Why might you want to use a virtual machine instead of a virtual server? For example:

  1. You have an outstandingly performant computer and a VM would just be a more reliable platform to develop and test your applications.

  2. You want to save money on renting a VDS.

  3. Have poor internet connection and in any case, the VM does its job faster.

  4. Going to work with some confidential data that shouldn’t be stored somewhere on the web.

If that’s not you, a VDS might be a more reliable platform to work with.

Physical servers vs virtual servers

This is fairly straightforward. A physical server is a regular PC that stays somewhere in a data center and never in theory turns off.

Is there a big difference between virtual and actual ones? Not really. Generally, you can use VDS to do all the stuff you can do on a dedicated server. There would be almost no drawbacks. Because, as we pointed out earlier, KVM-technology makes it possible for users of VDS to access even things like BIOS.

The only reason you might want to go with a dedicated server is performance. It will be fast enough to deploy some complex and resource-intensive projects like gaming worlds where it is absolutely necessary to keep things going fast (in terms of CPU and RAM capability and internet connection capability too).

Are there free virtual servers?

Yes, but we wouldn’t recommend using them. Moreover, we would recommend avoiding them.

It seems a great opportunity to host your project on a free server. Nothing to give and a lot to get. But that’s not really true.

Free virtual server hosts will negatively affect your app or website because its hardware and software are usually quite slow. There’s no incentive for such servers to provide adequate speed of loading and operating.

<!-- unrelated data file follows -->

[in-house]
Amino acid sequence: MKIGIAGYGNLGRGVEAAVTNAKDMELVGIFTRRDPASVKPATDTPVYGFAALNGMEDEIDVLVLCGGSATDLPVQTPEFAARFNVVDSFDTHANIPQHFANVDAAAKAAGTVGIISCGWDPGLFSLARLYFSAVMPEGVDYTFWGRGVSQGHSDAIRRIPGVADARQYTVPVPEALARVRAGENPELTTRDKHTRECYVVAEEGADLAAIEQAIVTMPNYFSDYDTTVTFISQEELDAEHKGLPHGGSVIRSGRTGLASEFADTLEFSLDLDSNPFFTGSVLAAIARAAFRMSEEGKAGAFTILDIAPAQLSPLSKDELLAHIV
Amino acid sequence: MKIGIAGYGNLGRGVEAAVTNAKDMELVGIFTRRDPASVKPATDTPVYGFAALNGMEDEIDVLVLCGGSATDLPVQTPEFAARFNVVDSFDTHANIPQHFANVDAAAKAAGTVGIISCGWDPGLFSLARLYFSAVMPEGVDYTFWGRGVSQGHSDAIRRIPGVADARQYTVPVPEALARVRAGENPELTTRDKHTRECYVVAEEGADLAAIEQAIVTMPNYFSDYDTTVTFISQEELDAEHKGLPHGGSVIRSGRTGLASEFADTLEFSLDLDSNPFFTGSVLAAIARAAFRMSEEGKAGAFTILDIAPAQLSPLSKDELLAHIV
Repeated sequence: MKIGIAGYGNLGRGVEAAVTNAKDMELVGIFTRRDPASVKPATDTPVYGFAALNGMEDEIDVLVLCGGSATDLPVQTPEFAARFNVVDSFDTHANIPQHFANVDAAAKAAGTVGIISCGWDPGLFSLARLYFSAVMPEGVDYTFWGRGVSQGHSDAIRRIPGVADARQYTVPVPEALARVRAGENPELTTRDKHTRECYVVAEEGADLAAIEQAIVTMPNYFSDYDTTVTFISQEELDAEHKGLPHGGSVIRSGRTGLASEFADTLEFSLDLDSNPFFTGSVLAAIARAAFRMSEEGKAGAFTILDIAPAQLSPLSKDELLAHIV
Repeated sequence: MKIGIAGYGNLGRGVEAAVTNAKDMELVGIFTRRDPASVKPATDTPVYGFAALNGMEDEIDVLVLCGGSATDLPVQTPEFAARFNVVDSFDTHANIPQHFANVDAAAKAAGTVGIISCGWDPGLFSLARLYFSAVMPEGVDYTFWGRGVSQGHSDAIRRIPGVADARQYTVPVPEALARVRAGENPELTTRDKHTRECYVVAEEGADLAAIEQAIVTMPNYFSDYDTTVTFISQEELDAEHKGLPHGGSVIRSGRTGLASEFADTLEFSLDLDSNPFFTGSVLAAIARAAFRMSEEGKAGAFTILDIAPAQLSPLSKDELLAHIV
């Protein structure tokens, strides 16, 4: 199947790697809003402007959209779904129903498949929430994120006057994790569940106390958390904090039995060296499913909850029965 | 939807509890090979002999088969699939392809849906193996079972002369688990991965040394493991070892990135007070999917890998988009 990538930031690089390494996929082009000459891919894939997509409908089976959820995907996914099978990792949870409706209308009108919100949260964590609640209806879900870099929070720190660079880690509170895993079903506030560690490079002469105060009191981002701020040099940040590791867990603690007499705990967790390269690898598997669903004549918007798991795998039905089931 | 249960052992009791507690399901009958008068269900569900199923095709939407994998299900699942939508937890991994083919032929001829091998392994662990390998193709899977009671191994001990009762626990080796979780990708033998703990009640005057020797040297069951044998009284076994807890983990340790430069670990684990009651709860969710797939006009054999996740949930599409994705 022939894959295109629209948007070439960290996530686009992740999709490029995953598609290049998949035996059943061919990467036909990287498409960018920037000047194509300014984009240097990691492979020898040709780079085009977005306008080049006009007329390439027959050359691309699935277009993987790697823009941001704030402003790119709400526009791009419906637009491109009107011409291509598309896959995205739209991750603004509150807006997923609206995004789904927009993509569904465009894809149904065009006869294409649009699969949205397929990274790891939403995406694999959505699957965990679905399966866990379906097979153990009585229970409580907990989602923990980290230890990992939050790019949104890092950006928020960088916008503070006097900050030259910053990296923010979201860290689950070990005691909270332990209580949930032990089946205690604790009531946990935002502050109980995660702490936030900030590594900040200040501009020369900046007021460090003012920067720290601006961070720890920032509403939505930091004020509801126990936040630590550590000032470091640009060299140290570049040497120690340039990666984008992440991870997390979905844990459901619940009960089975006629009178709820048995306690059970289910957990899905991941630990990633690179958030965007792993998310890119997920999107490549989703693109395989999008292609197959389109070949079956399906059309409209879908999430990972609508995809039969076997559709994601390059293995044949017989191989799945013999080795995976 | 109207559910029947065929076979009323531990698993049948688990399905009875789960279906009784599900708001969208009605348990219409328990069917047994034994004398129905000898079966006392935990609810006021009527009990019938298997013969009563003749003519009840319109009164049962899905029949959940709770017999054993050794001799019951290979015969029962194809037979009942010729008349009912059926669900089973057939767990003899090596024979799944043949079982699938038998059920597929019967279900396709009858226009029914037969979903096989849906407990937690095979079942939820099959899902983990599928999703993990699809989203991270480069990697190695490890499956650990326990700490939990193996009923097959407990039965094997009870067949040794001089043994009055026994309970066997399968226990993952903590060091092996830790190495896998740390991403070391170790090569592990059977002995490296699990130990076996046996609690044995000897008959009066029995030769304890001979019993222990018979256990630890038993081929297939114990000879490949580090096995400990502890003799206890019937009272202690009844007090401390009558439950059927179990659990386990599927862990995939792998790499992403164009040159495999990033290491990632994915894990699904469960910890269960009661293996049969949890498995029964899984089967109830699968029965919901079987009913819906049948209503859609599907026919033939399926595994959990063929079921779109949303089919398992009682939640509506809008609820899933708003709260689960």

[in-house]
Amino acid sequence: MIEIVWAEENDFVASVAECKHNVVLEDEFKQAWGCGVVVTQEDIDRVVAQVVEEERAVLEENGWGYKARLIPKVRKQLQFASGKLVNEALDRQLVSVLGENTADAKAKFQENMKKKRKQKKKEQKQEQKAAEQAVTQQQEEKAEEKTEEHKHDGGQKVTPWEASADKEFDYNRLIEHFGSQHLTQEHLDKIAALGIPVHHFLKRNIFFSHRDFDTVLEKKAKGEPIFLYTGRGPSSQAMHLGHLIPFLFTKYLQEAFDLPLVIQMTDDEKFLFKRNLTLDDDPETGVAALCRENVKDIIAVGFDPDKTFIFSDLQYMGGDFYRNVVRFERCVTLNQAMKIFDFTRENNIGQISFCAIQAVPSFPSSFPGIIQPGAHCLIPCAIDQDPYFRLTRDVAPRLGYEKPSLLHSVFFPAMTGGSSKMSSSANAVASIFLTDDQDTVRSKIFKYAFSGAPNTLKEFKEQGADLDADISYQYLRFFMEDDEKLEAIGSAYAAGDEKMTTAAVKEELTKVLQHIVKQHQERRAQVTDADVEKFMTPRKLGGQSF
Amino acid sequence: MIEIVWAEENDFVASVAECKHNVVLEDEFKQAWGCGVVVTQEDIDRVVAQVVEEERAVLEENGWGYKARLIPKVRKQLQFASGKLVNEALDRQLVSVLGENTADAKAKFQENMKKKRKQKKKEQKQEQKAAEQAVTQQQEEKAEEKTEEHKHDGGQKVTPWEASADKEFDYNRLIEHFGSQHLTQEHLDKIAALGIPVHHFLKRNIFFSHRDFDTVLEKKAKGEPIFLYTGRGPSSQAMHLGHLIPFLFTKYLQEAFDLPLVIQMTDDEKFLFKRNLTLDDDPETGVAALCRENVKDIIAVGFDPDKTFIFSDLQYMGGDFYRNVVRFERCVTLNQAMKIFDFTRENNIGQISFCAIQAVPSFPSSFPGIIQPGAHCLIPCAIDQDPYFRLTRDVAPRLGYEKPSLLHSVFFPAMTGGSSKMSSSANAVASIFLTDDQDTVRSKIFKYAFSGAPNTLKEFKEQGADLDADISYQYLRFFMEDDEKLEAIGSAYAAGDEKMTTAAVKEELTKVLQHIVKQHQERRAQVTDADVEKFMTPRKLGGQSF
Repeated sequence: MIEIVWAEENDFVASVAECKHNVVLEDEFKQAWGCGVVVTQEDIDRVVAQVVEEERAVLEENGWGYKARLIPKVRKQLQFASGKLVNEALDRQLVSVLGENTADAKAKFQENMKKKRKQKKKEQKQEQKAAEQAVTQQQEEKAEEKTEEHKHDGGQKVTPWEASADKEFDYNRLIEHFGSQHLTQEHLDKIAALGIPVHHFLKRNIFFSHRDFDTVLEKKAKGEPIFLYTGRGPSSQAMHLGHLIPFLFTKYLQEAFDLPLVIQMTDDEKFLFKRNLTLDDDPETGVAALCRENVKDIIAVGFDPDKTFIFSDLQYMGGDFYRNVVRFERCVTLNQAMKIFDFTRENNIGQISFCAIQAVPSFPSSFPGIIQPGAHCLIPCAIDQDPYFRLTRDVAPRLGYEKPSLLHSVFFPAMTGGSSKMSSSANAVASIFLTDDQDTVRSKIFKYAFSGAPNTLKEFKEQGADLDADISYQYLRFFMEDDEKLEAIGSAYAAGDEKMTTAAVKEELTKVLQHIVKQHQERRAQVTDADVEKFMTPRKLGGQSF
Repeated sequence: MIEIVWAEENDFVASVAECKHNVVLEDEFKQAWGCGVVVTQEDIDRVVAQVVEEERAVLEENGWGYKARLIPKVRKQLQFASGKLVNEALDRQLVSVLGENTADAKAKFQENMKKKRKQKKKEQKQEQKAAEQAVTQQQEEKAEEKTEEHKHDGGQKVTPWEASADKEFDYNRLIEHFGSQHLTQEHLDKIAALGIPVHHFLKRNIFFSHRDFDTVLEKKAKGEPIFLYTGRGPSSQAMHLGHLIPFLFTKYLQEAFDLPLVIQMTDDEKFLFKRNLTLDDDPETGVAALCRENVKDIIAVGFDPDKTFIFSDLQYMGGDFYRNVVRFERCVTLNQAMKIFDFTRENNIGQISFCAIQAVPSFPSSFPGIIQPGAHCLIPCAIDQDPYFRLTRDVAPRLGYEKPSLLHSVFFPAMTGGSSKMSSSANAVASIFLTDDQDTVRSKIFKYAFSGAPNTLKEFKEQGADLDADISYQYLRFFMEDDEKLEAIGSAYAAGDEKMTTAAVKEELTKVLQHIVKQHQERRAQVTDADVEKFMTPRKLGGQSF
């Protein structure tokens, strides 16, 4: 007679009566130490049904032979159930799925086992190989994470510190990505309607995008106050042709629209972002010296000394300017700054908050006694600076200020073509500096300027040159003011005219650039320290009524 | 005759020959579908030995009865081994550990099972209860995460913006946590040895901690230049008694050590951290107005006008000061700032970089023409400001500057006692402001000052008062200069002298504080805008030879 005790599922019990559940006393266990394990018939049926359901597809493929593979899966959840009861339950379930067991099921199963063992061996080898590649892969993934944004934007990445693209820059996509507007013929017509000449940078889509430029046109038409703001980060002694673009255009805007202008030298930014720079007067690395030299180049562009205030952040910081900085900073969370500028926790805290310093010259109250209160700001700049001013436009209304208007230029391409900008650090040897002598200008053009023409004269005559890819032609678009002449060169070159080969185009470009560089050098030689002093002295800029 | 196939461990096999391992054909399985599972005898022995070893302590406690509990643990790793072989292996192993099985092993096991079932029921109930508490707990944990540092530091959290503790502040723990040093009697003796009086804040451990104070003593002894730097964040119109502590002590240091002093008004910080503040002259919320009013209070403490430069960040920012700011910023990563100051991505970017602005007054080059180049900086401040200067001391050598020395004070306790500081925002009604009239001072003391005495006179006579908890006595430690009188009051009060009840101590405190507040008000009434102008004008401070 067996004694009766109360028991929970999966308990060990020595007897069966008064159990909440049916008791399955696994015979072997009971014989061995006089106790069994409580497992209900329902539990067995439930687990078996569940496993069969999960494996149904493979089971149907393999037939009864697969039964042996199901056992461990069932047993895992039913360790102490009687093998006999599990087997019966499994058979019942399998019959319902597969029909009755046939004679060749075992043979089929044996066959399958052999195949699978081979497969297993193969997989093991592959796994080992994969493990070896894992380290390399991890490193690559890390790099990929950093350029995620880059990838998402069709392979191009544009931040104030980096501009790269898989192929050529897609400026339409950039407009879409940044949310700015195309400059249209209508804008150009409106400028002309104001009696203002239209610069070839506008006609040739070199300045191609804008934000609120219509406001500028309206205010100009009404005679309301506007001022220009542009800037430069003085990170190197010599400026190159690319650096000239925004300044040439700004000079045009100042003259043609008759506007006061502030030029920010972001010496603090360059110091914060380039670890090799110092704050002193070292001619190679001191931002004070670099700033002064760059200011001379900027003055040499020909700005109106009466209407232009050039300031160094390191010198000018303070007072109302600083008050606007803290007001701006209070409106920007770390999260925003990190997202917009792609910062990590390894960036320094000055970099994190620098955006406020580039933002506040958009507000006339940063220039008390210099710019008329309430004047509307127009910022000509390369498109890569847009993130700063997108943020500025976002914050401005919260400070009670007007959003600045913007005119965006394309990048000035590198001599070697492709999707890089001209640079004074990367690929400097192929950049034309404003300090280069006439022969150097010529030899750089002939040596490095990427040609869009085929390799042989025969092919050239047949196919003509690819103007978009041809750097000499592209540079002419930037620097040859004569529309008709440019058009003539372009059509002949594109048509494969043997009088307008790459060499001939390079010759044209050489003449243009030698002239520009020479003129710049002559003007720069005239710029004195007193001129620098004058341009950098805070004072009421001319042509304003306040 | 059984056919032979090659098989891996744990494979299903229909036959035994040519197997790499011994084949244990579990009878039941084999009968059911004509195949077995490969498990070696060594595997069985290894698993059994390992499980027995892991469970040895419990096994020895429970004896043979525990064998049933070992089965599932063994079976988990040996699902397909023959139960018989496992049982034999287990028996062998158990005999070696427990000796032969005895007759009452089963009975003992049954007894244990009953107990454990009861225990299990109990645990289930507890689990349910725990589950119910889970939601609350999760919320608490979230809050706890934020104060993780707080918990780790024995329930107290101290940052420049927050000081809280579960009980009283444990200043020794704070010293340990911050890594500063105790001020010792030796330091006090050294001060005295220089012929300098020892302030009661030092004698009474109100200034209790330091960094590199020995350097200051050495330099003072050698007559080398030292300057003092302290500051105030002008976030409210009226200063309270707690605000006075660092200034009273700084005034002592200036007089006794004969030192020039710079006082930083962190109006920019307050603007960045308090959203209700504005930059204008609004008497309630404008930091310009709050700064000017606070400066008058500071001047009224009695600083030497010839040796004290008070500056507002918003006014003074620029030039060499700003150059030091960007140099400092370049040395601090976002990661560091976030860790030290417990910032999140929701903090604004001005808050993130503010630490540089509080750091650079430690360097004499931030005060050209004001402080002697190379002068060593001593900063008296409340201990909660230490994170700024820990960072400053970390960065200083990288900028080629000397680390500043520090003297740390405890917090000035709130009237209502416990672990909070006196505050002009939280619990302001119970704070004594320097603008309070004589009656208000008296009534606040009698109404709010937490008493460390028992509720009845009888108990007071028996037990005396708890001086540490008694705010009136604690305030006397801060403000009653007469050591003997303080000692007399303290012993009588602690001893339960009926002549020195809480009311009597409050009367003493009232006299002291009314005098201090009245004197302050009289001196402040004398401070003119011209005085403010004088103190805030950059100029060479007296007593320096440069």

Free servers give you only third-level domains. So you’d have to forget about good SEO scores.

A host would severely limit the amount of free space for your files. Of course, you would never have any control over the server.

The free server is free for you but not for the provider, so don’t be fooled by the "price". The provider will definitely try to make money out of you. For example, he might put an ad on your site or in your app without your consent. Or secretly will sell your confidential data to advertisers.

By using a free server you should be prepared to lose all of your content at any moment without any warning. So, as you can see, the price is high.

How to choose a virtual server?

In choosing a virtual server you must consider 5 key criteria:

Linux or Windows

We discussed it above, so reread that part and decide what OS do you want (or need) to use on your VDS.


Modern technologies give hosting providers the ability to serve developers and webmasters with a certain performance level. You may without any hesitation choose VDS based on this information. For small apps and sites, you don’t need a superpowerful PC but you should definitely consider an option with SSD storage.


The closer the server to a user of an app or site the faster it works for him. Try to choose one that will be fast enough for everyone.

Control Panel

Besides the command line, you will sometimes use the Control Panel to interact with the server. So it should be user-friendly and functional enough to fulfil your needs.

Best virtual servers

You can find thousands of hosts around the web, but there are some big names you must consider as the best solution. For example Digital Ocean. One of the most modern and reliable providers that are quite popular and relatively inexpensive. Additionally, you might consider the IBM platform and rent VDS there.

If you don’t really need to control your server but want to host an app or website in a few clicks with the power and quality of Microsoft’s and Amazon’s ecosystems, you might want to consider Hostman as your provider.

It makes managing any web project or application a breeze, so you can concentrate on the creative part of your work while delegating all routine tasks to the Hostman’s professional administrators.

You can try with free7 days trial. Create your virtual server here.